Middle English Literature is an umbrella term for medieval works written in the English language during the High Middle Ages, approximately between the mid-12th and mid-15th centuries The period covers the works of Geoffrey Chaucer, the Gawain Poet and other anonymous poets, as well as works of prose such as The Canterbury Tales, Piers Plowman, and Ancrene Wisse. This literature was written in English dialects, but it did not necessarily reflect the common English spoken by the people who would later come to adopt the language.
Middle English Literature is often seen as a bridge between Old English and Early Modern English. The period saw innovative use of English to express complex ideas, as well as a shift away from the traditional French and Latin forms of writing common during the medieval period. Its importance lies in the way it shaped the English spoken today and shaped the literary tradition that followed.
As such, the study and appreciation of Middle English Literature is an important component of the English literary canon. Examples of some of the best Middle English works are listed below.
1. Geoffrey Chaucer’s The Canterbury Tales: One of the most famous works of the period, The Canterbury Tales is a collection of stories told by a group of pilgrims on their way to Canterbury Cathedral. It is a brilliant example of medieval storytelling, using different voices and stories from a wide spectrum of medieval life, from the noble court to the everyday working class.
2. The Gawain Poet's Sir Gawain and the Green Knight: Written anonymously, this poem is believed to date to the late 14th century and is an important example of Middle English alliterative poetry. The story follows Gawain as he goes on a quest to prove his courage and honour.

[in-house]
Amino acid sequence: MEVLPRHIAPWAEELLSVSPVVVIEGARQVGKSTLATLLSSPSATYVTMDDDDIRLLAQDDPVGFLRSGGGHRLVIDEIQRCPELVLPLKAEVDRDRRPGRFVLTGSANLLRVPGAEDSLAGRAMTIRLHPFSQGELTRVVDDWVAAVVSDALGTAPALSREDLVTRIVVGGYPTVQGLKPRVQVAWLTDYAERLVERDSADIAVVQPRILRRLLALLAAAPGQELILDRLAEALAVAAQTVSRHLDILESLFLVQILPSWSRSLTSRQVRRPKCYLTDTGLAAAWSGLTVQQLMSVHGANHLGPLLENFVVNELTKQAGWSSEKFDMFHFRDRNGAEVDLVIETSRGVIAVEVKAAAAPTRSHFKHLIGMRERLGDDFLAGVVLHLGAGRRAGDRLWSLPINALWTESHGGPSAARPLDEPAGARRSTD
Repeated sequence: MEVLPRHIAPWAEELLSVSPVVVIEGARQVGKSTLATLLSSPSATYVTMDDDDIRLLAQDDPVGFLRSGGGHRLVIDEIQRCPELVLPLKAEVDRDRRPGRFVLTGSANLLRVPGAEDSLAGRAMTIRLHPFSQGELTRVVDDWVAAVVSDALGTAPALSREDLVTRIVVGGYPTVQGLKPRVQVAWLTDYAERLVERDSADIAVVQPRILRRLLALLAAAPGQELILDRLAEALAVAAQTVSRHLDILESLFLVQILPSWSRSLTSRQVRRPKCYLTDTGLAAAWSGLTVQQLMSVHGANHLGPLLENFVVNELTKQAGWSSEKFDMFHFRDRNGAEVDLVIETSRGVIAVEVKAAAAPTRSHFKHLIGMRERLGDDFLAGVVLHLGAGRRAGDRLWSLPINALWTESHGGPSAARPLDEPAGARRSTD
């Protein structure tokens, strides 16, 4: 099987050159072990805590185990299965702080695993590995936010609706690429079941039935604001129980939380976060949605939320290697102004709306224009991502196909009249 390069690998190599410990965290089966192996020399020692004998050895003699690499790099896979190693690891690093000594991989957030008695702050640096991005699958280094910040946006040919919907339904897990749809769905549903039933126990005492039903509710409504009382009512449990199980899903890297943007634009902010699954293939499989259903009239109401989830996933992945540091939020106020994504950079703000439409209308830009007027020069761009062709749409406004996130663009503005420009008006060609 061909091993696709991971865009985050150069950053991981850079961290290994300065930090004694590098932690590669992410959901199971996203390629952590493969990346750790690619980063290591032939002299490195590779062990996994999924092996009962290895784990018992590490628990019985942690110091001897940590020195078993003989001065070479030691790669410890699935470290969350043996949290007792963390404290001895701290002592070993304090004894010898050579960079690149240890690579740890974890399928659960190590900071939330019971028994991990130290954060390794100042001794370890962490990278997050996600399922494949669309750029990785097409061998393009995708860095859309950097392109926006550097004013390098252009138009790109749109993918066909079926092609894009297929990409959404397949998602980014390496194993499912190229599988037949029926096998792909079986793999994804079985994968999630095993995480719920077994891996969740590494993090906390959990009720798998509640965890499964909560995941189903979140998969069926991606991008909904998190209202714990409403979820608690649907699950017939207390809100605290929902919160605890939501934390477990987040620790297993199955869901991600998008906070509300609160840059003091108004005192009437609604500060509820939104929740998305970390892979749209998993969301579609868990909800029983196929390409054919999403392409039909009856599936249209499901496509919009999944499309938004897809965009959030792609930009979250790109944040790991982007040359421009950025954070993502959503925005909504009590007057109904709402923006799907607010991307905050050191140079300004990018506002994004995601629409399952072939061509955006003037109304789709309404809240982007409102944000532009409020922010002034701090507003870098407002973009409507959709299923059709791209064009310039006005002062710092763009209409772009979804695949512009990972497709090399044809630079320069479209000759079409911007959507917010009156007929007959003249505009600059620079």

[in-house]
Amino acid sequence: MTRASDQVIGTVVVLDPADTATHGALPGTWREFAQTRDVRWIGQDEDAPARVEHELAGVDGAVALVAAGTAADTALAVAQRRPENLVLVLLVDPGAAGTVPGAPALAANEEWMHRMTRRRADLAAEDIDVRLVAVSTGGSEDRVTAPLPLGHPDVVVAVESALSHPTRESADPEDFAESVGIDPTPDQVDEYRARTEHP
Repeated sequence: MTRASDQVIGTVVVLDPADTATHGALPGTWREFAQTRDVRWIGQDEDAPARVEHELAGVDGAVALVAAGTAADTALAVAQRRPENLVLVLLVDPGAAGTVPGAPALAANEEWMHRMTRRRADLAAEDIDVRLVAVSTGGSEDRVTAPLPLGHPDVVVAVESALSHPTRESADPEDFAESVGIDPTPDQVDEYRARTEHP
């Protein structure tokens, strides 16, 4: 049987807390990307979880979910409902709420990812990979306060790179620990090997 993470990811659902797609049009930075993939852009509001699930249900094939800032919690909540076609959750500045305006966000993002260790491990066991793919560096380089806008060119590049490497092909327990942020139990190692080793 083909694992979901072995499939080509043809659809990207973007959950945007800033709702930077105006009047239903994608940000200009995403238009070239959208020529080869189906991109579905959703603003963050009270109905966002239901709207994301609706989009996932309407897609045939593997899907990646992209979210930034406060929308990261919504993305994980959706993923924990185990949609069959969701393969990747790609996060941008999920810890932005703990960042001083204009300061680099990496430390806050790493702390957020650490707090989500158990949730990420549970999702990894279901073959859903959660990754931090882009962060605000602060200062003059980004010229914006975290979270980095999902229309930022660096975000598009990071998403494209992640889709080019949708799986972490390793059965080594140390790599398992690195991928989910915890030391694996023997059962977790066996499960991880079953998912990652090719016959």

3. William Langland's Piers Plowman: A religious dream vision of a man named Will, Piers Plowman is a critique of 14th century life, especially the Church and its moral decline. It is also a moral allegory in which Will has to do battle with characters representing the seven deadly sins.
4. Ancrene Wisse by the Ancrene Riwle: Written for the nuns of the Abbey of St. Michael in Ancrene, England, the Ancrene Riwle is a spiritual guide that teaches the nuns about their vowed religious life, as well as provides them with stories and explanations of Christian dogma.
5. The N-Town Plays: This cycle of forty-two plays was written by an unknown author around the mid 15th century, and is an example of the English Mystery Play tradition. They follow a variety of stories from the Bible, such as Moses and the Exodus and the story of the Virgin Mary, and contain some of the earliest known examples of English prose.
Overall, Middle English Literature is an important part of the history of the English language and the literary tradition that followed. Through the works of Geoffrey Chaucer, the Gawain Poet, William Langland, the Ancrene Riwle and the N-Town Plays, we can see the development of the English language and gain insight into the medieval worldview.